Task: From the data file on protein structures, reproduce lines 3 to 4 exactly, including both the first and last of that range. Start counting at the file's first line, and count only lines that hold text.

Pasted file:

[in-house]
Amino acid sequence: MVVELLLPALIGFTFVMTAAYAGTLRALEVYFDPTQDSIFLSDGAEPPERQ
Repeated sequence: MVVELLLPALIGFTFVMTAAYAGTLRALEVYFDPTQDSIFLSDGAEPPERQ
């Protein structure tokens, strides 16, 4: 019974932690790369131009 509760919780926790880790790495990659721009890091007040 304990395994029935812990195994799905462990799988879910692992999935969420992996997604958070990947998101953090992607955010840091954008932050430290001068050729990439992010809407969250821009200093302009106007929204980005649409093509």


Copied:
Repeated sequence: MVVELLLPALIGFTFVMTAAYAGTLRALEVYFDPTQDSIFLSDGAEPPERQ
């Protein structure tokens, strides 16, 4: 019974932690790369131009 509760919780926790880790790495990659721009890091007040 304990395994029935812990195994799905462990799988879910692992999935969420992996997604958070990947998101953090992607955010840091954008932050430290001068050729990439992010809407969250821009200093302009106007929204980005649409093509």